Lzzy Hale has become one of the most iconic frontwomen in modern rock, and her vocal talent was on full display during Halestorm’s set. The band played numerous hit singles, including “Freak Like Me” and “I Miss the Misery,” but the fan favorite moment turned out to not be a song at all. Earlier in the day, Halestorm met a young fan named Karissa during a meet-and-greet session. During Halestorm’s set, Lzzy announced they’d found the coolest Halestorm fan at the entire festival and invited Karissa out on stage to introduce her. As if the moment wasn’t already one to remember, Lzzy turned to Karissa and said, “I want to tell you something, Karissa. I have a lot of these,” gesturing to her signature guitar. She continued, “I think you should have this. Karissa, thanks so much for being a fan.” Lzzy gave the girl a kiss on the cheek and, naturally, had half the crowd in tears, moved by the kind gesture.
Swedish extreme metal band Meshuggah turned emotion back into raw metal as it followed, closing the Echo Stage. Meshuggah was labelled one of the 10 most important hard rock and heavy metal bands by Rolling Stone and has amassed somewhat of a cult following, some of which had gathered at the barricade. Meshuggah performed with an innovative and complex song structure, resulting in face-melting metal.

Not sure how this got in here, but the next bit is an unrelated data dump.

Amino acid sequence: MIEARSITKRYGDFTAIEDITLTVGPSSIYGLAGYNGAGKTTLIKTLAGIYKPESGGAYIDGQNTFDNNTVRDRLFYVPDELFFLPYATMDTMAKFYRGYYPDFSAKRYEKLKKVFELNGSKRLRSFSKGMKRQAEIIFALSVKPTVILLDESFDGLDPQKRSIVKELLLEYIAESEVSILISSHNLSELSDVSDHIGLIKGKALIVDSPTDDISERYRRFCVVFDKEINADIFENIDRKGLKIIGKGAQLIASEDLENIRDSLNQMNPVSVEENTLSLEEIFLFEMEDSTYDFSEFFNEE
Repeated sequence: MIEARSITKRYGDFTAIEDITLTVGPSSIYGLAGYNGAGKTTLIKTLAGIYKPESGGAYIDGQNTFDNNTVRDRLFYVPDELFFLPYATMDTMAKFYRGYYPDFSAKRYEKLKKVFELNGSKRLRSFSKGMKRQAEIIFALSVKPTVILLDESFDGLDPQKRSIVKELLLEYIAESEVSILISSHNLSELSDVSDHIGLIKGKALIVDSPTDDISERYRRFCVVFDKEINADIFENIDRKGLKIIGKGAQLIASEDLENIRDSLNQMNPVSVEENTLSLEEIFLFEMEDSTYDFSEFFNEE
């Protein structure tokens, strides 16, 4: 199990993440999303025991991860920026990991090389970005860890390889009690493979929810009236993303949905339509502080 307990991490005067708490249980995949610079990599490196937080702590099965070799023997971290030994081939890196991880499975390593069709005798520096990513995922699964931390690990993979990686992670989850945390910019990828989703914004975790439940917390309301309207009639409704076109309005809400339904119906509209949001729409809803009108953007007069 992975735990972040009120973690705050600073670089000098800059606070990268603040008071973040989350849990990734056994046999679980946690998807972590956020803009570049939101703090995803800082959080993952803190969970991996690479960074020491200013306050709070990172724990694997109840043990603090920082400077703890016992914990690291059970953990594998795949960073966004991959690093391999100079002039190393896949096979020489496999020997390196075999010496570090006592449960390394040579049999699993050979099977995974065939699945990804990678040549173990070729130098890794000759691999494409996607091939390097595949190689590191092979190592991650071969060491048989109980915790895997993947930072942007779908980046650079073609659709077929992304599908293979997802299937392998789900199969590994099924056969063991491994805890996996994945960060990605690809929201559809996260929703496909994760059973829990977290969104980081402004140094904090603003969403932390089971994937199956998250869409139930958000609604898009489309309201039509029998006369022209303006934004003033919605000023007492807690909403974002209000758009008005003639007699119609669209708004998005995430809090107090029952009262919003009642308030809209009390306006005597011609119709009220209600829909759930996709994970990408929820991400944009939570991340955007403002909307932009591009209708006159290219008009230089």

The sun finally had gone down and a full moon rose over Mapfre Stadium, setting an eerily perfect scene for Swedish rock band Ghost. The main stage was adorned with an intricate stage setup featuring a massive, cathedral-like backdrop. Ghost’s set included its recent Grammy-nominated song “Rats,” as well as “Cirice,” the song that won the Grammy Award for Best Metal Performance in 2016. The band has a one-of-a-kind performance that nearly everyone can appreciate in a live setting, even if they aren’t necessarily fans of the music.
The stage then transformed one final time for the day into something slightly less extravagant but still dazzling, with a light-up diamond backdrop that transformed into 3D mirrors. System of a Down opened with “Innervision” and had the whole crowd singing along by the third song of “I-E-A-I-A-I-O.” Unfortunately, at the beginning of the fourth song, vocalist Serj Tankian calmly announced, “The sound people have to reboot the sound system.” Within moments, a huge chant of “Fuck the system!” erupted through the crowd. The chant continued for nearly five minutes, accompanied by impatience stomps on the riser until Serj returned and asked, “Can you guys hear this?” The thunderous cheer that erupted was the only answer needed.
System of a Down went on to play “B.Y.O.B.,” “Aerials,” “Chop Suey!” and countless other hits spanning its five album discography sans any further hiccups. After an impressive 25 songs, night one of Sonic Temple concluded on the notes of “Toxicity” and “Sugar.”